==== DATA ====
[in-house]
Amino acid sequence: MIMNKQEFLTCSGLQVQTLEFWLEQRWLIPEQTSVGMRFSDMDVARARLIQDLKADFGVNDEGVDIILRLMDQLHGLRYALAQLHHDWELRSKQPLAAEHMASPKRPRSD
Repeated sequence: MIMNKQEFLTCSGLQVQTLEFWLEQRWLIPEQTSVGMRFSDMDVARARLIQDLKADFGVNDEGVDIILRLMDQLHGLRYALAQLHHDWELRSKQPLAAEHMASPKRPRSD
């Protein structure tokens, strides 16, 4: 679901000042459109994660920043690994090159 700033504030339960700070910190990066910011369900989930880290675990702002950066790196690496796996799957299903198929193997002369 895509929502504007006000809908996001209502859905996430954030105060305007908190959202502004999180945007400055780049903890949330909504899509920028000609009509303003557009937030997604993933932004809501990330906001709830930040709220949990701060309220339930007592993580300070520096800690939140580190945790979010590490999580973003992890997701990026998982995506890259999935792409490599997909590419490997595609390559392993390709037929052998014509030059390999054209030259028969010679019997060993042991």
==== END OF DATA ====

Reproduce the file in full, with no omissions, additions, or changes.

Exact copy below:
[in-house]
Amino acid sequence: MIMNKQEFLTCSGLQVQTLEFWLEQRWLIPEQTSVGMRFSDMDVARARLIQDLKADFGVNDEGVDIILRLMDQLHGLRYALAQLHHDWELRSKQPLAAEHMASPKRPRSD
Repeated sequence: MIMNKQEFLTCSGLQVQTLEFWLEQRWLIPEQTSVGMRFSDMDVARARLIQDLKADFGVNDEGVDIILRLMDQLHGLRYALAQLHHDWELRSKQPLAAEHMASPKRPRSD
């Protein structure tokens, strides 16, 4: 679901000042459109994660920043690994090159 700033504030339960700070910190990066910011369900989930880290675990702002950066790196690496796996799957299903198929193997002369 895509929502504007006000809908996001209502859905996430954030105060305007908190959202502004999180945007400055780049903890949330909504899509920028000609009509303003557009937030997604993933932004809501990330906001709830930040709220949990701060309220339930007592993580300070520096800690939140580190945790979010590490999580973003992890997701990026998982995506890259999935792409490599997909590419490997595609390559392993390709037929052998014509030059390999054209030259028969010679019997060993042991």